The microshutters are a new technology that was developed for the James Webb Space Telescope mission. The microshutter device is a key component Webb's Near Infrared Spectrograph (NIRSpec). NIRSpec is a powerful instrument that will record the spectra of light from distant objects. The microshutter device only lets light in from selected objects to shine through NIRSpec.
What is special about the microshutter device is it can select many objects in one viewing for simultaneous observation and it is programmable for any field of objects in the sky.
Other spectroscopic instruments have flown in space before but none have had this programmable multi-object capability that enables observation of up to 100 objects simultaneously, which means much more scientific investigating can get done in less time. Moreover, because NIRSpec's operating temperature is extremely cold or "cryogenic," the microshutter device posed a particularly difficult engineering challenge.
Microshutters are basically tiny windows with shutters that each measure 100 by 200 microns, or about the size of a bundle of only a few human hairs. They were conceptualized and created at NASA Goddard.
At right are two closeup views of the microshutters themselves.
The entire microshutter device consists of more than 62,000 individual windows with shutters arrayed in a waffle-like grid. One of four array quadrants of the microshutter device (shown at left) is about the size of a postage stamp. Four of these arrays are butted together two-by-two into one microshutter device.
Prior to an observation, each individual microshutter is opened or closed when a magnetic arm sweeps past, depending on whether or not it receives an electrical signal that tells it to be opened or closed. An open shutter lets light from a selected target in a particular part of the sky to pass through NIRSpec while a closed shutter blocks unwanted light from any objects that scientists don't want to observe. It is this programmable controllability that allows the instrument to do spectroscopy on so many different selected objects simultaneously from one viewing to the next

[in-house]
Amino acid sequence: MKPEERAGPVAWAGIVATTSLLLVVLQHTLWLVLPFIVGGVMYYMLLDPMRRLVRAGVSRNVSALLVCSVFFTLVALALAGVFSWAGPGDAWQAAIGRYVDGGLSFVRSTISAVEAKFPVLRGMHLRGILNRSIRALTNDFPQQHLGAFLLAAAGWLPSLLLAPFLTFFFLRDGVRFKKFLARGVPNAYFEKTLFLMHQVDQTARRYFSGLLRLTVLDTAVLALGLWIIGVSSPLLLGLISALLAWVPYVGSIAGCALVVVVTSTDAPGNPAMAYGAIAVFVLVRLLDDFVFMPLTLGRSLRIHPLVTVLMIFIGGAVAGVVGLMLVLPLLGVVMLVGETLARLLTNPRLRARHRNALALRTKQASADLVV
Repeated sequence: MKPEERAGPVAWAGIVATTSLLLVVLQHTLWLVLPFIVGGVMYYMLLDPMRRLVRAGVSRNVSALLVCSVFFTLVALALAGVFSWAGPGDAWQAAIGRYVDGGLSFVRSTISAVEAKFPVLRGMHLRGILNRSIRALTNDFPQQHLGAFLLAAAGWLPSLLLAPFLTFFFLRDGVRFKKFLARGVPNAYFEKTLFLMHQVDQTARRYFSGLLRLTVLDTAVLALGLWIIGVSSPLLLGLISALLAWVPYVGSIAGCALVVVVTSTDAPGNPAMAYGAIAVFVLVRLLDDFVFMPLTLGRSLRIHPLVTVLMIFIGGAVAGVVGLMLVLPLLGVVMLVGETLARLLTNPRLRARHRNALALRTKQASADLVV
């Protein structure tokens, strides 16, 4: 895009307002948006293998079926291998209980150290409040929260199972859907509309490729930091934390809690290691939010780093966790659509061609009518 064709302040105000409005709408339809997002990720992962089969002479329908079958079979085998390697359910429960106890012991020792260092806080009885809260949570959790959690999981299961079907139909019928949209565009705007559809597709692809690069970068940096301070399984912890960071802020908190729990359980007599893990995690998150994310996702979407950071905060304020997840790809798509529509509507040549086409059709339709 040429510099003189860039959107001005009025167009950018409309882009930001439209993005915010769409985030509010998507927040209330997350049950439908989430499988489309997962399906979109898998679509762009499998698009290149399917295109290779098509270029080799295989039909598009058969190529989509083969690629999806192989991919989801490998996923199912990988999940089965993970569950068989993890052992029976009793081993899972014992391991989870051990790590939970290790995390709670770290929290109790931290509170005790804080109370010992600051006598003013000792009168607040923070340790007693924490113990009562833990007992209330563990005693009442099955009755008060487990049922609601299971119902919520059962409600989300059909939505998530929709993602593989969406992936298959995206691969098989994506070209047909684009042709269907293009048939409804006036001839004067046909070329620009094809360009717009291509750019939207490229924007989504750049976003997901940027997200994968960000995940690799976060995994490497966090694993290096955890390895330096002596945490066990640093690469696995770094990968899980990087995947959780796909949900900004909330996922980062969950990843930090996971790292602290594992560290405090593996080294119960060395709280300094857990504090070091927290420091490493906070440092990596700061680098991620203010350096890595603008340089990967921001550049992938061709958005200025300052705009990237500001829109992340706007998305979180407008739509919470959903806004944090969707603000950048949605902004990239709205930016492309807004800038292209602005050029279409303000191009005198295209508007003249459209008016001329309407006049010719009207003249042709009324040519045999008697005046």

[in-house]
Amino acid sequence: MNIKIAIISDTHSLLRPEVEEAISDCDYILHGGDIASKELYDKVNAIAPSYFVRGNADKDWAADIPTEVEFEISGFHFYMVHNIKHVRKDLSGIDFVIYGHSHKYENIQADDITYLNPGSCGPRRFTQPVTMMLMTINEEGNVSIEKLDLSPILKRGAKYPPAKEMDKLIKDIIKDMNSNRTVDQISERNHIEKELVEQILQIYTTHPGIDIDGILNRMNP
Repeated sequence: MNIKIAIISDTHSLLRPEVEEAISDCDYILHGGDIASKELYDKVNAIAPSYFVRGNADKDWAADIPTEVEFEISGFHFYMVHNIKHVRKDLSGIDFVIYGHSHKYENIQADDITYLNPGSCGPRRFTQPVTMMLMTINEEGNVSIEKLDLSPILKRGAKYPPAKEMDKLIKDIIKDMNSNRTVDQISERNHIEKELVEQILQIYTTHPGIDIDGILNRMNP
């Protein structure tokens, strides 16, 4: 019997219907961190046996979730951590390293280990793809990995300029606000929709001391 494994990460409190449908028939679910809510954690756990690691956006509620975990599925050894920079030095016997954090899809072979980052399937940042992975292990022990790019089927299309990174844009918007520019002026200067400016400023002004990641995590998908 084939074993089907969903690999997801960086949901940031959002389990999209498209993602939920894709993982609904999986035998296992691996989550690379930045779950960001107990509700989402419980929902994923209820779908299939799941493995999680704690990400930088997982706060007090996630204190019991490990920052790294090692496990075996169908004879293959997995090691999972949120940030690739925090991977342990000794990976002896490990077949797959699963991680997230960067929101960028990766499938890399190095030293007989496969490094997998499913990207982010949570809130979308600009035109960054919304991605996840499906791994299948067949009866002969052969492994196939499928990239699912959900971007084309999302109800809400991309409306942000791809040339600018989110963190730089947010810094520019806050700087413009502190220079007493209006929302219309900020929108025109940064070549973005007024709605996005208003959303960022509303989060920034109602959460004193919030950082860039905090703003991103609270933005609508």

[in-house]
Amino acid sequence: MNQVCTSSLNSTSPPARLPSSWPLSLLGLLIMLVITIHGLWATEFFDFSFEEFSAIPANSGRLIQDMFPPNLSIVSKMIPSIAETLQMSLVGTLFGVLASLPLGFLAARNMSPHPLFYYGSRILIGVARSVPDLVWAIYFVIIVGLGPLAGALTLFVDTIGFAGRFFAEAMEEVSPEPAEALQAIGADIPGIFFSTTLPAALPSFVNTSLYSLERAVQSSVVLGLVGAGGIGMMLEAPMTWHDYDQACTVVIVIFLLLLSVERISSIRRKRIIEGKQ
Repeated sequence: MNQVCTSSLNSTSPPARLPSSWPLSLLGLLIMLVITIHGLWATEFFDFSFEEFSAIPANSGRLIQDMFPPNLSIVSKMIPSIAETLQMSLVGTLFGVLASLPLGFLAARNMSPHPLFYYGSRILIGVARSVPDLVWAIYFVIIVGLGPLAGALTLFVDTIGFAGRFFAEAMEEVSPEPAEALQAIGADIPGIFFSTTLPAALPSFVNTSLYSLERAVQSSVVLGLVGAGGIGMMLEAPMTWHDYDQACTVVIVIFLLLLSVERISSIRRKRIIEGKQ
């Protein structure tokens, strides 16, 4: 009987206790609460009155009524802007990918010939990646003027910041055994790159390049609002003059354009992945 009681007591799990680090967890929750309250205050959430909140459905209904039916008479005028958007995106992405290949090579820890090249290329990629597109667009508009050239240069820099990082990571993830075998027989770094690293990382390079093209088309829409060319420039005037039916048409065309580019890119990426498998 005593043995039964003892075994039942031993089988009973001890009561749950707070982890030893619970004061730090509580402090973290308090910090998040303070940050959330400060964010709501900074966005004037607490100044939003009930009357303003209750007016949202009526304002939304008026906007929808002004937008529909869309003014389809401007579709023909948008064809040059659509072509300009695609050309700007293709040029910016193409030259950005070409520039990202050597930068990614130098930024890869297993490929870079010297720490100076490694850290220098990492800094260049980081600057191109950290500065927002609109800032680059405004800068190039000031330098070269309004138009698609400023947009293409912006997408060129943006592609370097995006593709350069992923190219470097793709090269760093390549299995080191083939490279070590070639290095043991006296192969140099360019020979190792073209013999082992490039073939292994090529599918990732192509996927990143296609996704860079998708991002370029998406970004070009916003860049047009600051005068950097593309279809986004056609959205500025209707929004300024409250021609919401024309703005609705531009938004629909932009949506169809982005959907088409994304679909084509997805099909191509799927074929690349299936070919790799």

"To build a telescope that can peer farther than Hubble can, we needed brand new technology," said Murzy Jhabvala, chief engineer of Goddard's Instrument Technology and Systems Division. "We've worked on this design for over six years, opening and closing the tiny shutters tens of thousands of times in order to perfect the technology."
Harvey Moseley, the Microshutter Principal Investigator, adds, "The microshutters are a remarkable engineering feat that will have applications both in space and on the ground, even outside of astronomy in biotechnology, medicine and communications."
The microshutters are being provided by NASA/GFSC.